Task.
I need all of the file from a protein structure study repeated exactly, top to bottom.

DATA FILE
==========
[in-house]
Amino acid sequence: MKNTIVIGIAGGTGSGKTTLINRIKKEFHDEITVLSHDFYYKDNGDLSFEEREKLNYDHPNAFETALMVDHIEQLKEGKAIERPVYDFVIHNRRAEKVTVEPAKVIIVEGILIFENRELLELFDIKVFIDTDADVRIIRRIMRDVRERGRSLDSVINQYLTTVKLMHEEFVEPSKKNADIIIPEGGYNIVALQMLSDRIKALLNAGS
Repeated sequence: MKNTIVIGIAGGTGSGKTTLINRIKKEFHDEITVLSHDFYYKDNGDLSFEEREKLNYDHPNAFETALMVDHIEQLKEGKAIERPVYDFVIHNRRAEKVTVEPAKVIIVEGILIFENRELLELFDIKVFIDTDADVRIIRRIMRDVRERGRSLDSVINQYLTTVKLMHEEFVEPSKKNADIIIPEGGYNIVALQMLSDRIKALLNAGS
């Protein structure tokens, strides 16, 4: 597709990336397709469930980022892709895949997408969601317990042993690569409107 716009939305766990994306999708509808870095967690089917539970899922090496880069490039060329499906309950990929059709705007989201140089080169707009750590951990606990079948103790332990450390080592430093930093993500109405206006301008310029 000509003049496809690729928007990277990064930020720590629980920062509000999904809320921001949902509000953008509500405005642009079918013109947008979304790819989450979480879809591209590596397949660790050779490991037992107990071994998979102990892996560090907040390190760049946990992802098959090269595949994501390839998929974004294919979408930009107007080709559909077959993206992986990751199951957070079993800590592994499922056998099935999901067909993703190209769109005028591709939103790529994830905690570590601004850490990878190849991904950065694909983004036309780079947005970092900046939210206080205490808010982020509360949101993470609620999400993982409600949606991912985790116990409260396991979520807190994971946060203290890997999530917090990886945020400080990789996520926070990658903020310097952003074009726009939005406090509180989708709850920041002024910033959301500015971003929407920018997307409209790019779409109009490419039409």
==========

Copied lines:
[in-house]
Amino acid sequence: MKNTIVIGIAGGTGSGKTTLINRIKKEFHDEITVLSHDFYYKDNGDLSFEEREKLNYDHPNAFETALMVDHIEQLKEGKAIERPVYDFVIHNRRAEKVTVEPAKVIIVEGILIFENRELLELFDIKVFIDTDADVRIIRRIMRDVRERGRSLDSVINQYLTTVKLMHEEFVEPSKKNADIIIPEGGYNIVALQMLSDRIKALLNAGS
Repeated sequence: MKNTIVIGIAGGTGSGKTTLINRIKKEFHDEITVLSHDFYYKDNGDLSFEEREKLNYDHPNAFETALMVDHIEQLKEGKAIERPVYDFVIHNRRAEKVTVEPAKVIIVEGILIFENRELLELFDIKVFIDTDADVRIIRRIMRDVRERGRSLDSVINQYLTTVKLMHEEFVEPSKKNADIIIPEGGYNIVALQMLSDRIKALLNAGS
């Protein structure tokens, strides 16, 4: 597709990336397709469930980022892709895949997408969601317990042993690569409107 716009939305766990994306999708509808870095967690089917539970899922090496880069490039060329499906309950990929059709705007989201140089080169707009750590951990606990079948103790332990450390080592430093930093993500109405206006301008310029 000509003049496809690729928007990277990064930020720590629980920062509000999904809320921001949902509000953008509500405005642009079918013109947008979304790819989450979480879809591209590596397949660790050779490991037992107990071994998979102990892996560090907040390190760049946990992802098959090269595949994501390839998929974004294919979408930009107007080709559909077959993206992986990751199951957070079993800590592994499922056998099935999901067909993703190209769109005028591709939103790529994830905690570590601004850490990878190849991904950065694909983004036309780079947005970092900046939210206080205490808010982020509360949101993470609620999400993982409600949606991912985790116990409260396991979520807190994971946060203290890997999530917090990886945020400080990789996520926070990658903020310097952003074009726009939005406090509180989708709850920041002024910033959301500015971003929407920018997307409209790019779409109009490419039409």